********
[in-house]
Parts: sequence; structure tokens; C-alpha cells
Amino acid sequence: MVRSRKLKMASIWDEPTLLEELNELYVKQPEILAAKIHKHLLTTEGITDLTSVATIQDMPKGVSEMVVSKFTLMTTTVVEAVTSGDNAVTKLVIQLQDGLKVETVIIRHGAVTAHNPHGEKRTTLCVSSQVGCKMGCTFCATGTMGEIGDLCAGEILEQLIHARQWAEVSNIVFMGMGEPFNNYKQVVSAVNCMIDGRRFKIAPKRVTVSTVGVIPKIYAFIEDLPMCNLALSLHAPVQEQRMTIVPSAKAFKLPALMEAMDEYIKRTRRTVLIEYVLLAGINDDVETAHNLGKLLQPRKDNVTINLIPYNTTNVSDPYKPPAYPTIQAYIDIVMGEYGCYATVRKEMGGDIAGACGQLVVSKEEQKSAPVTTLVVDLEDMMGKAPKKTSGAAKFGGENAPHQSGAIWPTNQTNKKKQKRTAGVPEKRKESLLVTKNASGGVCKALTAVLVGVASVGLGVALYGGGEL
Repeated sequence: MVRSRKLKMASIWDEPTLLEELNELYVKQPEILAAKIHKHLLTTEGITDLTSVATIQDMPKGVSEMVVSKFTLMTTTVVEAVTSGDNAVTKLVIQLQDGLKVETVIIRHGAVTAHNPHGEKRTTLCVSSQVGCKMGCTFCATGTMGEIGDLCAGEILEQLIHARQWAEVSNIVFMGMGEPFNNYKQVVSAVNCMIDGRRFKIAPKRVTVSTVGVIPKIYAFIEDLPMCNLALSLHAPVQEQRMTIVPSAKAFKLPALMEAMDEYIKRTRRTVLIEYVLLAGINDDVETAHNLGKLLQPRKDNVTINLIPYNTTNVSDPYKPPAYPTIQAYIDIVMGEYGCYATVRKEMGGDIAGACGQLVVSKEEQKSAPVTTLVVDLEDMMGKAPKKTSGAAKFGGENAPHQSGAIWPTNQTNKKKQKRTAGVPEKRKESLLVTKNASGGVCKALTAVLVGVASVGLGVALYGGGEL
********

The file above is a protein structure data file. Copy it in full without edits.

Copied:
[in-house]
Parts: sequence; structure tokens; C-alpha cells
Amino acid sequence: MVRSRKLKMASIWDEPTLLEELNELYVKQPEILAAKIHKHLLTTEGITDLTSVATIQDMPKGVSEMVVSKFTLMTTTVVEAVTSGDNAVTKLVIQLQDGLKVETVIIRHGAVTAHNPHGEKRTTLCVSSQVGCKMGCTFCATGTMGEIGDLCAGEILEQLIHARQWAEVSNIVFMGMGEPFNNYKQVVSAVNCMIDGRRFKIAPKRVTVSTVGVIPKIYAFIEDLPMCNLALSLHAPVQEQRMTIVPSAKAFKLPALMEAMDEYIKRTRRTVLIEYVLLAGINDDVETAHNLGKLLQPRKDNVTINLIPYNTTNVSDPYKPPAYPTIQAYIDIVMGEYGCYATVRKEMGGDIAGACGQLVVSKEEQKSAPVTTLVVDLEDMMGKAPKKTSGAAKFGGENAPHQSGAIWPTNQTNKKKQKRTAGVPEKRKESLLVTKNASGGVCKALTAVLVGVASVGLGVALYGGGEL
Repeated sequence: MVRSRKLKMASIWDEPTLLEELNELYVKQPEILAAKIHKHLLTTEGITDLTSVATIQDMPKGVSEMVVSKFTLMTTTVVEAVTSGDNAVTKLVIQLQDGLKVETVIIRHGAVTAHNPHGEKRTTLCVSSQVGCKMGCTFCATGTMGEIGDLCAGEILEQLIHARQWAEVSNIVFMGMGEPFNNYKQVVSAVNCMIDGRRFKIAPKRVTVSTVGVIPKIYAFIEDLPMCNLALSLHAPVQEQRMTIVPSAKAFKLPALMEAMDEYIKRTRRTVLIEYVLLAGINDDVETAHNLGKLLQPRKDNVTINLIPYNTTNVSDPYKPPAYPTIQAYIDIVMGEYGCYATVRKEMGGDIAGACGQLVVSKEEQKSAPVTTLVVDLEDMMGKAPKKTSGAAKFGGENAPHQSGAIWPTNQTNKKKQKRTAGVPEKRKESLLVTKNASGGVCKALTAVLVGVASVGLGVALYGGGEL